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Utility consumers expect meaningful and tangible action on climate change from their providers, according to a new survey

The survey of 34,000 utility customers in 17 countries shows growing expectations for utility providers: meaningful action on climate change, increased reliability, and options for renewable at-home power generation.

Electrical polls.

Houston energy experts say companies must work towards mitigating climate change — but many also say consumers play a vital role in helping the world transition to clean and renewable fuel sources.

One area where many people are demanding action on climate change is with their utility provider. That’s according to a new survey of 34,000 utility customers worldwide from consulting firm Ernst & Young.

To learn more, Houston Public Media spoke with Greg Guthridge, who helped author the report.

This interview has been edited for length and clarity.

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I know this was a big survey, but can you just tell me about some of the key findings, maybe anything that you found surprising when the results started coming in?

There is a paradox that has come forth in the research, and that is that 50% of consumers have a strong understanding of concepts such as sustainability. It drops off a little bit to 41% for carbon neutral and 33% for net zero. But you’re largely looking at about 50% of the population that resonates and understands sustainable messaging.

The other 50%, however, don’t. So there is a strong implication here for utilities and energy providers to really broaden their message beyond even just green or reliability or price to include a more sophisticated value proposition for customers. But there’s still a lot of work to do to really get a broad group of consumers active and engaged in the sustainability storyline around utilities.

Although there is some confusion around the terms, people really expect that utility companies are working towards sustainability, and I thought it was interesting that the expectation is asking for real, tangible actions. Can you tell me more about that?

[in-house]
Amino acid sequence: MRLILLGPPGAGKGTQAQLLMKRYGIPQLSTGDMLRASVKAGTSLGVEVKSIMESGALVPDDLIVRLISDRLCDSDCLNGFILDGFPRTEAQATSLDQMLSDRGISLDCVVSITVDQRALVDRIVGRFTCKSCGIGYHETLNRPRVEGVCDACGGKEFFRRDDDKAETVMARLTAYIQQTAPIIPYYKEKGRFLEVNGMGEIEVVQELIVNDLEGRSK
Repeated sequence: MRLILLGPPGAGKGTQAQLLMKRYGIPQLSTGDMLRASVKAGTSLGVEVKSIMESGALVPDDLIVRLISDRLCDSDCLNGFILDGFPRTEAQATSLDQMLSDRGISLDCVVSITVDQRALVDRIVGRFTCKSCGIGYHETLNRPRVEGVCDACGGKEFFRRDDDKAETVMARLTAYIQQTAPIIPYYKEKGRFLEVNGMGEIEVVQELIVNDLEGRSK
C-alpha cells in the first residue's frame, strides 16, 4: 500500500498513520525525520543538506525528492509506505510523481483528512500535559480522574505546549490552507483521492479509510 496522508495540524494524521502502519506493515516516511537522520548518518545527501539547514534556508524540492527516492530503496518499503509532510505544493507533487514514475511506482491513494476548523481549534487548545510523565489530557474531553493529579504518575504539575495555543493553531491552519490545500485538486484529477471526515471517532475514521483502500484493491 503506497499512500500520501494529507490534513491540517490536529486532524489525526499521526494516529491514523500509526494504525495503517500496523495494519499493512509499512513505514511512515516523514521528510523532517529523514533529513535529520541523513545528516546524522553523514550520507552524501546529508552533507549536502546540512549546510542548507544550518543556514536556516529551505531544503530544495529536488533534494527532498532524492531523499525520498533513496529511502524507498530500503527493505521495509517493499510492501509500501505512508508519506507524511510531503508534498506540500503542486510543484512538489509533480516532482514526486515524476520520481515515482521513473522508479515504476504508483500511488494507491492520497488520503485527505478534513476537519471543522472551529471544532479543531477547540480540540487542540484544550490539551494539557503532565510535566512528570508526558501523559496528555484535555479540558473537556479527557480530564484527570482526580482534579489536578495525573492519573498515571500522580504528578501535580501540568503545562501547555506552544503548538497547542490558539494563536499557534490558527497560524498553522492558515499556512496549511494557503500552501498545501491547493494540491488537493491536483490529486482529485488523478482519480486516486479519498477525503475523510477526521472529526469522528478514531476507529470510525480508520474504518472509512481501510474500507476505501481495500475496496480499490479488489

Again, it's a bit of a paradox, about 50% of consumers understand all the different sustainability terms, but a whopping 71% of consumers expect their energy provider, their local utility, to lean in and and demonstrate through paperless billing, electric fleets, renewable energy sources, education programs, and any number of other kinds of capabilities – but they’re really looking for action and not just a branding exercise.

As we dug into this a bit more detail, we noticed in particular Generation Z and millennials, which now represent just about 50% of the residential population. They, in particular, want to see true action in movements around sustainability. They’re not completely motivated on an affordability storyline.

This is an interesting time for this survey as we’re kind of coming out of the pandemic. I’m wondering if folks are thinking about if this kind of work from home experiment we’ve all had, if that’s impacting how they think about their future energy use?

Through the course of the research, we found some very interesting correlation between sustainability and digital, and what we call this new segment, this “at-home worker” segment. They represent about 15-25% of the population, so they’re a huge segment from an energy provider perspective. As a new segment of customers, they’re very active in their energy monitoring. They monitor their energy largely about 75% on a monthly basis. They’re extremely energy sensitive.

And there is a direct correlation with the importance that they put on reliability. And there’s a direct correlation on their interest in home generation – 86% of consumers, residential consumers, are interested in solar or some other form of home generation. It offers utilities and energy providers a real opportunity to cater and position a larger, more sophisticated sort of value proposition around sustainability directly to the people that are the most energy sensitive.

How can a survey like this and the information from the consumers that responded, how can this help energy providers kind of approach this transition to cleaner energy?

In our research here over the last year, the role of Generation Z and millennials is now over 50 percent of the paying population in North America. And they behave very differently. They’re very digital. They’re much more sensitive to seeing real action around sustainability.